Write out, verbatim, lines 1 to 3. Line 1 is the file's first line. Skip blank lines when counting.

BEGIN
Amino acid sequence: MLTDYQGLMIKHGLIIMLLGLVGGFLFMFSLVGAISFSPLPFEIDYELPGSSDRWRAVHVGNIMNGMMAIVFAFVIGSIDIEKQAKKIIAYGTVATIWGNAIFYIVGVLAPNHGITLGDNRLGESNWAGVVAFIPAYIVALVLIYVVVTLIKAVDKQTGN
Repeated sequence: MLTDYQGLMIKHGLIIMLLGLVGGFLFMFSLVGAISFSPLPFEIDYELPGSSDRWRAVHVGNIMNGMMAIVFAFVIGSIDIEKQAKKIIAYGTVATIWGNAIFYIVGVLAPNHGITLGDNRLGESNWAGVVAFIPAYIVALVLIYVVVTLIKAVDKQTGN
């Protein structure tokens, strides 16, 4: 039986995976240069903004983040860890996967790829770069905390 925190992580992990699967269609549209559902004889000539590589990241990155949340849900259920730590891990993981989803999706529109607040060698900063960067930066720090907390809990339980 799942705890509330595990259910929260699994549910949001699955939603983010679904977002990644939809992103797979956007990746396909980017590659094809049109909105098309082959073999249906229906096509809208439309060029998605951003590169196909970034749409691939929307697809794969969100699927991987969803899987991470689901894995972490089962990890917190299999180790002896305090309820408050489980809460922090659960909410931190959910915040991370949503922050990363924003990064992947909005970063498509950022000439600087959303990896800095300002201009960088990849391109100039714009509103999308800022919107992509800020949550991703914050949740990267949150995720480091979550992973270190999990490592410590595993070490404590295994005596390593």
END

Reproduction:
Amino acid sequence: MLTDYQGLMIKHGLIIMLLGLVGGFLFMFSLVGAISFSPLPFEIDYELPGSSDRWRAVHVGNIMNGMMAIVFAFVIGSIDIEKQAKKIIAYGTVATIWGNAIFYIVGVLAPNHGITLGDNRLGESNWAGVVAFIPAYIVALVLIYVVVTLIKAVDKQTGN
Repeated sequence: MLTDYQGLMIKHGLIIMLLGLVGGFLFMFSLVGAISFSPLPFEIDYELPGSSDRWRAVHVGNIMNGMMAIVFAFVIGSIDIEKQAKKIIAYGTVATIWGNAIFYIVGVLAPNHGITLGDNRLGESNWAGVVAFIPAYIVALVLIYVVVTLIKAVDKQTGN
């Protein structure tokens, strides 16, 4: 039986995976240069903004983040860890996967790829770069905390 925190992580992990699967269609549209559902004889000539590589990241990155949340849900259920730590891990993981989803999706529109607040060698900063960067930066720090907390809990339980 799942705890509330595990259910929260699994549910949001699955939603983010679904977002990644939809992103797979956007990746396909980017590659094809049109909105098309082959073999249906229906096509809208439309060029998605951003590169196909970034749409691939929307697809794969969100699927991987969803899987991470689901894995972490089962990890917190299999180790002896305090309820408050489980809460922090659960909410931190959910915040991370949503922050990363924003990064992947909005970063498509950022000439600087959303990896800095300002201009960088990849391109100039714009509103999308800022919107992509800020949550991703914050949740990267949150995720480091979550992973270190999990490592410590595993070490404590295994005596390593």